Cardinal Bertone Calls Business Leaders to Be Daring

Says Taking Social Doctrine Seriously Means Heading Into New Territories

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ROME, JUNE 17, 2011 ( Benedict XVI’s secretary of state says that ethical business leaders today face the great challenge of aiming at a goal higher than profit, while not rejecting profit.

Business leaders who do this, says Cardinal Tarcisio Bertone, are those who «see their activity as a task and a vocation.»

The Vatican official said this Thursday when he opened a three-day conference on business ethics, sponsored by the Pontifical Council for Justice and Peace.

«Nowadays business leaders who want to take the Church’s social teaching seriously will need to be more daring, not limiting themselves to socially responsible practices and/or acts of philanthropy — positive and meritorious though these may be — but striking out into new territories,» the cardinal said.

He went on to mention two such areas.

The first dealt with the growing demand for employment.

«Innovation and new initiative are needed if business, the economy and the market are to include those presently excluded,» Cardinal Bertone observed. «Today as in the past, the economy and the business sector fulfill their duty to serve the common good when they manage to incorporate broad sectors of the marginalized — one need only think of the factory workers of the last century — and to ensure that these people become, not problems, but resources and opportunities: for themselves, for business, and for society as a whole.»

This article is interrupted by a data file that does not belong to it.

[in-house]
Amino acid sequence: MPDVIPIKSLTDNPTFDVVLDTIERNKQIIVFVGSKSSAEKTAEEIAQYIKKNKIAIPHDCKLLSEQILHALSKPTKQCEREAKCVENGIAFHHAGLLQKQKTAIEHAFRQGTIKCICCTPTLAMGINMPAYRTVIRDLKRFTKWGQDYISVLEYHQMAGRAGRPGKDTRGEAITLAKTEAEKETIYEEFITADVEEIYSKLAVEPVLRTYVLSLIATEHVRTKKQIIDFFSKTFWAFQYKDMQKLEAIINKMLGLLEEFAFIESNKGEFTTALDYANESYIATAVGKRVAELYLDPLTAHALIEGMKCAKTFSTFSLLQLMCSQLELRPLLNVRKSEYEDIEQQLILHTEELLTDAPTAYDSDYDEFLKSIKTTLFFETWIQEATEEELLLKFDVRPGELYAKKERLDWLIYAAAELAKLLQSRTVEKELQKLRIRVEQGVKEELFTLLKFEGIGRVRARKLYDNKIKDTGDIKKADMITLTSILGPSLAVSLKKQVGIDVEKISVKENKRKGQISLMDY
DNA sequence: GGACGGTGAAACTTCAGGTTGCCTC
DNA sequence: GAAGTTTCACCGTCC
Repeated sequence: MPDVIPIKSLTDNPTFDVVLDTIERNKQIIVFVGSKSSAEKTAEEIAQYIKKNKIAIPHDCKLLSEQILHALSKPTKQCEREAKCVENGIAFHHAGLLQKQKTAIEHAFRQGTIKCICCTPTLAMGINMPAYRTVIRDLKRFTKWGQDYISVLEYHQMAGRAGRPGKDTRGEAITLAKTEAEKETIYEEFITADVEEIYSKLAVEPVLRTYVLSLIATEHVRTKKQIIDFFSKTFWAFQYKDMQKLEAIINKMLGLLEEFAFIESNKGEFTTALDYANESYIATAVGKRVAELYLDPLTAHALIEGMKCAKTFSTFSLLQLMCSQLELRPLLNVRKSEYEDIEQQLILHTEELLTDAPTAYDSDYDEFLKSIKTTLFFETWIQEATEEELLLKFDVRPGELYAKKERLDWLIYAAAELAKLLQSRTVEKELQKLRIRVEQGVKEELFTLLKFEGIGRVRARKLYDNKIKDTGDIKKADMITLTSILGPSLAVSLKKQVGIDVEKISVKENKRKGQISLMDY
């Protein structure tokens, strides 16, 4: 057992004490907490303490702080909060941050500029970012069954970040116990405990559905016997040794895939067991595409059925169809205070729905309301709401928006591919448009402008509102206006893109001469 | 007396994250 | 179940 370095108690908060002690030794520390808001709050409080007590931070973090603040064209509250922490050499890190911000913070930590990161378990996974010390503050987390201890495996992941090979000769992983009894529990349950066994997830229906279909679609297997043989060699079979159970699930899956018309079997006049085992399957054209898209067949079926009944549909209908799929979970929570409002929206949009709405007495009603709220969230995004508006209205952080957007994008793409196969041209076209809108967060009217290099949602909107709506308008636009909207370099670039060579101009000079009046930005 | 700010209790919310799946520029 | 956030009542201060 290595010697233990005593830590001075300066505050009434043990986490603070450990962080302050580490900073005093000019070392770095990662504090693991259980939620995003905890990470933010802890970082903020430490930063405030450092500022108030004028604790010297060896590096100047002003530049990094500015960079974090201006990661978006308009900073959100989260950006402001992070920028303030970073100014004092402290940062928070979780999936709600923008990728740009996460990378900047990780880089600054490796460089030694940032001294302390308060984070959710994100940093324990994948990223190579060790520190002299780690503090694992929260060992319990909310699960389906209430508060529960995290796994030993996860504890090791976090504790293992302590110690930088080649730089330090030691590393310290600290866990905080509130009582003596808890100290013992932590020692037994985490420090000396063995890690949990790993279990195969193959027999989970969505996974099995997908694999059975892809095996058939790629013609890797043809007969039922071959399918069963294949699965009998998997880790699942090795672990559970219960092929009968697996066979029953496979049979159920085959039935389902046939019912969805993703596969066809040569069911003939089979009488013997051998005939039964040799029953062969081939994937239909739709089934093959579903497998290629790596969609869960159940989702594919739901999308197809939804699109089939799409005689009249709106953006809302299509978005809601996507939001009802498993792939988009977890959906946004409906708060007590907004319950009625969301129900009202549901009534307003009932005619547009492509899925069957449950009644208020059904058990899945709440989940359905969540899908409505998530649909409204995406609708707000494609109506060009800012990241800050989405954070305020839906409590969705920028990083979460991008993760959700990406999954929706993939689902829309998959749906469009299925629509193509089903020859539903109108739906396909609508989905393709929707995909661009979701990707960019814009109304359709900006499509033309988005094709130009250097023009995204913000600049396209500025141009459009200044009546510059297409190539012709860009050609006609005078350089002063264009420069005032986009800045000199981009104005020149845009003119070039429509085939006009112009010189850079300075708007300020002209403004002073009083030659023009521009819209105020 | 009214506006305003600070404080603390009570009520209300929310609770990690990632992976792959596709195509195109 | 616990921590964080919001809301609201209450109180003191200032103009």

Proper management

Secondly, the cardinal spoke of the challenges regarding «common goods,» such as water and energy.

«Business today has to become more and more involved with these common goods, since in a complex global economy it can no longer be left to the state or the public sector to administer them: the talent of the business sector is also needed if they are to be properly managed,» he proposed. «Where common goods are concerned, we urgently need business leaders for whom profit is not the exclusive goal. More and more, we need business leaders with a social conscience, leaders whose innovation, creativity and efficiency are driven by more than profit, leaders who see their work as part of a new social contract with the public and with civil society.»

The Pope’s secretary of state spoke of two types of business leaders: They are «either ‘civil,’ in the sense that their commercial activity serves to build up the common good, the good of all and of every individual, or else they are the reverse, as when they fail to produce quality products, ignore innovation, fail to create wealth and jobs, and pay no taxes.»

Cardinal Bertone affirmed that the Church, as an «expert in humanity,» knows that «like other aspects of human life and perhaps even more so, the sector of economics and labor is prone to the temptations of selfishness and narrow self-interest.»

«At the same time, though,» he said, «the Church sees the world of economics, labour and business in a positive light as a significant sphere for creativity and service to society, a positive element in human affairs. Like any other component of the body politic, it can sometimes develop pathologies, yet its functioning is usually sound, civil and humane.»

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